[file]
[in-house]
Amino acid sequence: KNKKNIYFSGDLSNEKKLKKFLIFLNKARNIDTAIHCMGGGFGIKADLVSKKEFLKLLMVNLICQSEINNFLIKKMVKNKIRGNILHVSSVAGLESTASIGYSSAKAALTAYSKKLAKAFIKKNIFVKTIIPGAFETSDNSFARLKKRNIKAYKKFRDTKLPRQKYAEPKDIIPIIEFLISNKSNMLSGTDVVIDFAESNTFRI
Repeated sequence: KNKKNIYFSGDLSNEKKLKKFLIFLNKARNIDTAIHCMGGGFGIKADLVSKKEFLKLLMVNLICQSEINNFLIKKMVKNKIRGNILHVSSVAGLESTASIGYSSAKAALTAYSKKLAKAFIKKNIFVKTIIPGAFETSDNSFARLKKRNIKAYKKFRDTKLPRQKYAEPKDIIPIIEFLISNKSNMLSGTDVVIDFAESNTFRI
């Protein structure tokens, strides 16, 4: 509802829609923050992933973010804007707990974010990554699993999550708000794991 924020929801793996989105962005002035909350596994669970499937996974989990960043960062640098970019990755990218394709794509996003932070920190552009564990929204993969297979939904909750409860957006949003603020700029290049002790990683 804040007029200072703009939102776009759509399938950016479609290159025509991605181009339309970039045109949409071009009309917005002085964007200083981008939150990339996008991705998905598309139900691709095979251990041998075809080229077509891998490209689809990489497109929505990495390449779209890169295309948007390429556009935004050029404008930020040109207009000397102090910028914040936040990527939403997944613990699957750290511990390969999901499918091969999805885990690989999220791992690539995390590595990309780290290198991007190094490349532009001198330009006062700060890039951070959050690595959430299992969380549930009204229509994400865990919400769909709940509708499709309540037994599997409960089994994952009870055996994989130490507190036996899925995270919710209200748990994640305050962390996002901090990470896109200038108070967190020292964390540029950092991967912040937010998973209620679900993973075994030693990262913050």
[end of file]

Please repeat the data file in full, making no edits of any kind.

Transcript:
[in-house]
Amino acid sequence: KNKKNIYFSGDLSNEKKLKKFLIFLNKARNIDTAIHCMGGGFGIKADLVSKKEFLKLLMVNLICQSEINNFLIKKMVKNKIRGNILHVSSVAGLESTASIGYSSAKAALTAYSKKLAKAFIKKNIFVKTIIPGAFETSDNSFARLKKRNIKAYKKFRDTKLPRQKYAEPKDIIPIIEFLISNKSNMLSGTDVVIDFAESNTFRI
Repeated sequence: KNKKNIYFSGDLSNEKKLKKFLIFLNKARNIDTAIHCMGGGFGIKADLVSKKEFLKLLMVNLICQSEINNFLIKKMVKNKIRGNILHVSSVAGLESTASIGYSSAKAALTAYSKKLAKAFIKKNIFVKTIIPGAFETSDNSFARLKKRNIKAYKKFRDTKLPRQKYAEPKDIIPIIEFLISNKSNMLSGTDVVIDFAESNTFRI
């Protein structure tokens, strides 16, 4: 509802829609923050992933973010804007707990974010990554699993999550708000794991 924020929801793996989105962005002035909350596994669970499937996974989990960043960062640098970019990755990218394709794509996003932070920190552009564990929204993969297979939904909750409860957006949003603020700029290049002790990683 804040007029200072703009939102776009759509399938950016479609290159025509991605181009339309970039045109949409071009009309917005002085964007200083981008939150990339996008991705998905598309139900691709095979251990041998075809080229077509891998490209689809990489497109929505990495390449779209890169295309948007390429556009935004050029404008930020040109207009000397102090910028914040936040990527939403997944613990699957750290511990390969999901499918091969999805885990690989999220791992690539995390590595990309780290290198991007190094490349532009001198330009006062700060890039951070959050690595959430299992969380549930009204229509994400865990919400769909709940509708499709309540037994599997409960089994994952009870055996994989130490507190036996899925995270919710209200748990994640305050962390996002901090990470896109200038108070967190020292964390540029950092991967912040937010998973209620679900993973075994030693990262913050």